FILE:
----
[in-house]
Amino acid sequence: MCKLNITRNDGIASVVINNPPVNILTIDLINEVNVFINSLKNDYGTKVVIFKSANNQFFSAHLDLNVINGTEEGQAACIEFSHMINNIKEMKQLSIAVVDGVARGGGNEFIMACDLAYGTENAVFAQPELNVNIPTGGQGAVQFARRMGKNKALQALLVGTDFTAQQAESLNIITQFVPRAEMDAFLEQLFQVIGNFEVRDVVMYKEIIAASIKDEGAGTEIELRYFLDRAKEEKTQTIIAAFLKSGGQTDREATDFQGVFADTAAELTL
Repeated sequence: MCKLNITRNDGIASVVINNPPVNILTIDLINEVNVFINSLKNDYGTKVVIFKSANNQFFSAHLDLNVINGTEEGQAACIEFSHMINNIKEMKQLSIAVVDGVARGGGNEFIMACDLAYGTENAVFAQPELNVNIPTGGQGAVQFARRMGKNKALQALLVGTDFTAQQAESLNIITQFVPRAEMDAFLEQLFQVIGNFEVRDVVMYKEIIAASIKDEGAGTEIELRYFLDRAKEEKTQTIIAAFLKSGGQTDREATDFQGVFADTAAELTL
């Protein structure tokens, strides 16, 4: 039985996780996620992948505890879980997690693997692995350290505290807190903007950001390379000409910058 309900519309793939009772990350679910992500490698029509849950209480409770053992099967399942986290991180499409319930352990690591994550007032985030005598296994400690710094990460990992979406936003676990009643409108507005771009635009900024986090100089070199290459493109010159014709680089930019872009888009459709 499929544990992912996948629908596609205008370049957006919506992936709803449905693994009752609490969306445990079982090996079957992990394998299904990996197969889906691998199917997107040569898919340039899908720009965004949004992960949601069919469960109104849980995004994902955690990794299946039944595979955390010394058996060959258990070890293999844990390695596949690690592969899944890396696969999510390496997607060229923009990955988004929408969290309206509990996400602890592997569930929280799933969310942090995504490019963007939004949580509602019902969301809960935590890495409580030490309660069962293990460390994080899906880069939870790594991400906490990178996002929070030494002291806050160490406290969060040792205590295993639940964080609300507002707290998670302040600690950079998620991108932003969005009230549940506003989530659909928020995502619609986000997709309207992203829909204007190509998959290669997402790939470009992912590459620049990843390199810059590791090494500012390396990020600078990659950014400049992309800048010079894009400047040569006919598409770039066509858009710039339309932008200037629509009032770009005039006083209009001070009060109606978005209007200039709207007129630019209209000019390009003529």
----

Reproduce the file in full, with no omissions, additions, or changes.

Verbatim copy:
[in-house]
Amino acid sequence: MCKLNITRNDGIASVVINNPPVNILTIDLINEVNVFINSLKNDYGTKVVIFKSANNQFFSAHLDLNVINGTEEGQAACIEFSHMINNIKEMKQLSIAVVDGVARGGGNEFIMACDLAYGTENAVFAQPELNVNIPTGGQGAVQFARRMGKNKALQALLVGTDFTAQQAESLNIITQFVPRAEMDAFLEQLFQVIGNFEVRDVVMYKEIIAASIKDEGAGTEIELRYFLDRAKEEKTQTIIAAFLKSGGQTDREATDFQGVFADTAAELTL
Repeated sequence: MCKLNITRNDGIASVVINNPPVNILTIDLINEVNVFINSLKNDYGTKVVIFKSANNQFFSAHLDLNVINGTEEGQAACIEFSHMINNIKEMKQLSIAVVDGVARGGGNEFIMACDLAYGTENAVFAQPELNVNIPTGGQGAVQFARRMGKNKALQALLVGTDFTAQQAESLNIITQFVPRAEMDAFLEQLFQVIGNFEVRDVVMYKEIIAASIKDEGAGTEIELRYFLDRAKEEKTQTIIAAFLKSGGQTDREATDFQGVFADTAAELTL
């Protein structure tokens, strides 16, 4: 039985996780996620992948505890879980997690693997692995350290505290807190903007950001390379000409910058 309900519309793939009772990350679910992500490698029509849950209480409770053992099967399942986290991180499409319930352990690591994550007032985030005598296994400690710094990460990992979406936003676990009643409108507005771009635009900024986090100089070199290459493109010159014709680089930019872009888009459709 499929544990992912996948629908596609205008370049957006919506992936709803449905693994009752609490969306445990079982090996079957992990394998299904990996197969889906691998199917997107040569898919340039899908720009965004949004992960949601069919469960109104849980995004994902955690990794299946039944595979955390010394058996060959258990070890293999844990390695596949690690592969899944890396696969999510390496997607060229923009990955988004929408969290309206509990996400602890592997569930929280799933969310942090995504490019963007939004949580509602019902969301809960935590890495409580030490309660069962293990460390994080899906880069939870790594991400906490990178996002929070030494002291806050160490406290969060040792205590295993639940964080609300507002707290998670302040600690950079998620991108932003969005009230549940506003989530659909928020995502619609986000997709309207992203829909204007190509998959290669997402790939470009992912590459620049990843390199810059590791090494500012390396990020600078990659950014400049992309800048010079894009400047040569006919598409770039066509858009710039339309932008200037629509009032770009005039006083209009001070009060109606978005209007200039709207007129630019209209000019390009003529």